There are many benefits that accrue to my child from reading (empathy, vocabulary, imagination, self-soothing, etc.). One benefit that I particularly appreciate that affects both of us (and applies for my husband, too) is that reading together brings us closer. Part of this is physical - when we read together we are often snuggled up on the couch or in her bed, sharing a blanket. We even occasionally snuggle together when we are each reading our own book, though that's not quite the same. I love the feeling of being snuggled up together, reading a book. But even larger benefits are on the mental/emotional side. 

SwingItSunnyPart of the closeness that we achieve through shared reading is the building of a shared frame of reference. My husband and I still refer to our daughter as being like Mo Willems' Pigeon when she's tired but denying it. (She professes to hate this, but I think she will look back on it with affection). We frequently end up referring to what Harry or Hermione would or wouldn't do. We had to start watching old Brady Bunch episodes together because of Jenni Holm and Matt Holm's Swing It, Sunny. The examples of inside jokes and cultural references that have come to us from books are endless. 

Another part of the closeness stems from our mutual self-declaration of being people who enjoy reading. I'm very clear that this is a major part of my identity. Seeing my daughter start to declare this too is both validating and happy-making (because I know that reading will make her happier and more successful over time).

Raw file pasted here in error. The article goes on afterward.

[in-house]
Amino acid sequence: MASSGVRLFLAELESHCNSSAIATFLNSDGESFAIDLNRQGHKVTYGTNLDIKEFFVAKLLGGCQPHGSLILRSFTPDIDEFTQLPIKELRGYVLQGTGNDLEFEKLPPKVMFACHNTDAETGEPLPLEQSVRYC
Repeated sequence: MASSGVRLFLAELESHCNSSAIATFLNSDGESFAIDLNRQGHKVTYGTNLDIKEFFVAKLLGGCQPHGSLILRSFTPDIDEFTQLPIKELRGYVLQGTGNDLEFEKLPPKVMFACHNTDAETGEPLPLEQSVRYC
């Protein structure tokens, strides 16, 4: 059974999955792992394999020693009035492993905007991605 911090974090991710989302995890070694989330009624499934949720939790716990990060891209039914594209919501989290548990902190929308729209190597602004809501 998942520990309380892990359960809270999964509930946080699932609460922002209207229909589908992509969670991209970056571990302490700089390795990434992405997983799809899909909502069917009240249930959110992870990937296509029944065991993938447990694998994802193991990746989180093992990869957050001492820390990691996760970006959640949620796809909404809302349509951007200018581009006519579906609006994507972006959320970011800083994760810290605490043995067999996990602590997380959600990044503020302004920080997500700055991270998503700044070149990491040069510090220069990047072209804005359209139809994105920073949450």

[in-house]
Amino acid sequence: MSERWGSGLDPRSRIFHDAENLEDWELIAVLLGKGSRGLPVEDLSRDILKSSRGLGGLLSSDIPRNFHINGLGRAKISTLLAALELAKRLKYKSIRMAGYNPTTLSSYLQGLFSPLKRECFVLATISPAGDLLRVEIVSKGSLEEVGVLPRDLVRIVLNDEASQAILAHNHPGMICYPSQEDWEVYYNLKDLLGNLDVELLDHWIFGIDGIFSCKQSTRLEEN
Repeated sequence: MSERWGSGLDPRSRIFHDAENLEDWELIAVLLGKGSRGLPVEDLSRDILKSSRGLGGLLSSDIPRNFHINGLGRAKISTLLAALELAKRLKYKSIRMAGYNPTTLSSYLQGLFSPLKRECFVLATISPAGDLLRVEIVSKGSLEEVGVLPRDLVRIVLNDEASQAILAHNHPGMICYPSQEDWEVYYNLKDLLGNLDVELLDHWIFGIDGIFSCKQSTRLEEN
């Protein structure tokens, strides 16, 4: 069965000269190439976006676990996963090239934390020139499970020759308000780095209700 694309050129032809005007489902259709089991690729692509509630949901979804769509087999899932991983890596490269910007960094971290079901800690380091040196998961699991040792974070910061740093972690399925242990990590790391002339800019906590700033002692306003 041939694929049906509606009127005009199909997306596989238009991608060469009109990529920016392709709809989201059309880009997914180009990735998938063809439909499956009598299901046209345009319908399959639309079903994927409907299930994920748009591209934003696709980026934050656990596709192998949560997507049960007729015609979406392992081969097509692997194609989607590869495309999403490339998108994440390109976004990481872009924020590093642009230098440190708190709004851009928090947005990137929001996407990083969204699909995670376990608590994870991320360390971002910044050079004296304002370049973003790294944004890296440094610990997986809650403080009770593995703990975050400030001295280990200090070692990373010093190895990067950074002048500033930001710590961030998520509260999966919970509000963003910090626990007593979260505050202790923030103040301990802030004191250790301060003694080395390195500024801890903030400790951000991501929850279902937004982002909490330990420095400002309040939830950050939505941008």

HarryPotterGobletofFireThen there is the building of shared values. Reading together is wonderful for that, and is going to increase, I think, as we read more chapter books. As one small example, my daughter was outraged when Ron accused Harry of putting his own name into the Goblet of Fire. We had a brief and mutually satisfying discussion to the effect that yes, you should trust your friends and offer them support instead of resentment. We've also discussed bullying, conformity, and reaching out to new kids, as a result of picture books. I look forward to shared reading of further portrayals of loyalty, bravery, kindness, and persistence.  

13ReasonsAnd while I wouldn't say that I look forward to this, exactly, I think that as my daughter and I continue to read together, we will be able to use books as stepping stones to discuss difficult topics. Several of my friends who have slightly older daughters are already reading books about puberty with them. These same friends have proposed reading Wonder with our kids, and then seeing the movie together. I fully intend to read books like Speak and 13 Reasons Why with my daughter when she is older and ready to understand them. 

So yes, she can read on her own now. But I plan for us to keep reading together, also, for as long as possible. Reading together brings us closer, physically and emotionally. It's not something that any parent should give up lightly.